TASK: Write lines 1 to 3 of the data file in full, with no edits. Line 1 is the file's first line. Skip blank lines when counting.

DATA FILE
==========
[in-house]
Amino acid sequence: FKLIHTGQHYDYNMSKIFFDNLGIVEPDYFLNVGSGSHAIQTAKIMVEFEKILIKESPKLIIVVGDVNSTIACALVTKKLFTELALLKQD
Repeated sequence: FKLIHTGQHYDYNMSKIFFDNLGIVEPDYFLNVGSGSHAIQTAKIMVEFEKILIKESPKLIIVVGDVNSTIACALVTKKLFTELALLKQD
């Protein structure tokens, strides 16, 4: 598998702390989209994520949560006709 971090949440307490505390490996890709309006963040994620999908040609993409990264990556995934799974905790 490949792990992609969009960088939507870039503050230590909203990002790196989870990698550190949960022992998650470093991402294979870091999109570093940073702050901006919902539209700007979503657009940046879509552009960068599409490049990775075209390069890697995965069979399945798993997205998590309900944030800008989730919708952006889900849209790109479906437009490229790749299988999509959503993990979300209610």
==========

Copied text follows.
[in-house]
Amino acid sequence: FKLIHTGQHYDYNMSKIFFDNLGIVEPDYFLNVGSGSHAIQTAKIMVEFEKILIKESPKLIIVVGDVNSTIACALVTKKLFTELALLKQD
Repeated sequence: FKLIHTGQHYDYNMSKIFFDNLGIVEPDYFLNVGSGSHAIQTAKIMVEFEKILIKESPKLIIVVGDVNSTIACALVTKKLFTELALLKQD